Had Elizabeth Hartwell seen what I did that day, I’m sure she would have been pleased. Nicknamed “The Eagle Lady,” Hartwell’s efforts resulted in the first national wildlife refuge created specifically for the protection of bald eagles. This refuge was established in 1969, at a time when bald eagles were on the brink of extinction. Three years later, the Environmental Protection Agency (EPA) banned Dichlorodiphenyltrichloroethane (DDT), an insecticide used in agriculture which caused many birds, including bald eagles, to lay thin-shelled eggs that broke during incubation. As the bald eagle population increased, the Eagle Lady was recognized in 2006 by Congress, renaming the refuge in her honor. The following year, the population recovered to the point it was removed from the Endangered Species list. Victory!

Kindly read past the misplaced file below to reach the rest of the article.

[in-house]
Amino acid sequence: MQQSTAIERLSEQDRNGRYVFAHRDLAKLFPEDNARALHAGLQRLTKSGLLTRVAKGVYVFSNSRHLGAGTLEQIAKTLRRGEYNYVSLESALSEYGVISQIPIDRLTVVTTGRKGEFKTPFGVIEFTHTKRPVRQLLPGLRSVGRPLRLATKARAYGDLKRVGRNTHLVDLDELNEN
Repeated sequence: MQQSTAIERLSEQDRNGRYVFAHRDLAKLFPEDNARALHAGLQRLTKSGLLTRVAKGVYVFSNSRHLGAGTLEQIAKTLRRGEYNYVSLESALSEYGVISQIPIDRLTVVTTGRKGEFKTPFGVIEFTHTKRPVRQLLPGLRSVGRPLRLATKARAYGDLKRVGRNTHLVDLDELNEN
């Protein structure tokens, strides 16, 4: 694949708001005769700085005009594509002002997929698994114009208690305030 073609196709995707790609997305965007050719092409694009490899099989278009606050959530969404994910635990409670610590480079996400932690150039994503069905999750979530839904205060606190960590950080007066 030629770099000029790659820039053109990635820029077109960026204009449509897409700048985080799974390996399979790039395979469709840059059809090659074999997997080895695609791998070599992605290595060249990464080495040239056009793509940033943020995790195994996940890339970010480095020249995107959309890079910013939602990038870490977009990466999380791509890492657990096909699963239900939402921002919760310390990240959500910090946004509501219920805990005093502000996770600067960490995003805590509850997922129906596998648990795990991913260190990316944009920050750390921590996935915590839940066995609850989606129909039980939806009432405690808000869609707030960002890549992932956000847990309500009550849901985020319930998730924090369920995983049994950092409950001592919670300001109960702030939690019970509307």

I saw various other critters while kayaking, including mystery snails, a large (up to three inches long), non-native, freshwater snail from Asia. Their name comes from the fact that unlike most freshwater snails, mystery snails give birth to live young…very mysterious.
I found one mystery snail on the shore using its operculum as a trapdoor to seal itself inside its shell, protect its vulnerable soft parts, and resist drying out, or desiccation.
Mystery snail using its operculum to seal itself inside its shell
The wind picked up in the latter half of my trip, making for some challenging paddling through high waves that churned up something I’d never seen before. I took some pictures and sent them to the Maryland Department of Natural Resources. A biologist responded and told me I had found some species of Lyngbya, a type of benthic cyanobacteria that can be rolled into ball shapes through movement by tides and wind. Unfortunately, some Lyngbya species can be potentially harmful to humans, pets, and livestock. At the time of this writing, samples have been sent to universities and the EPA for testing.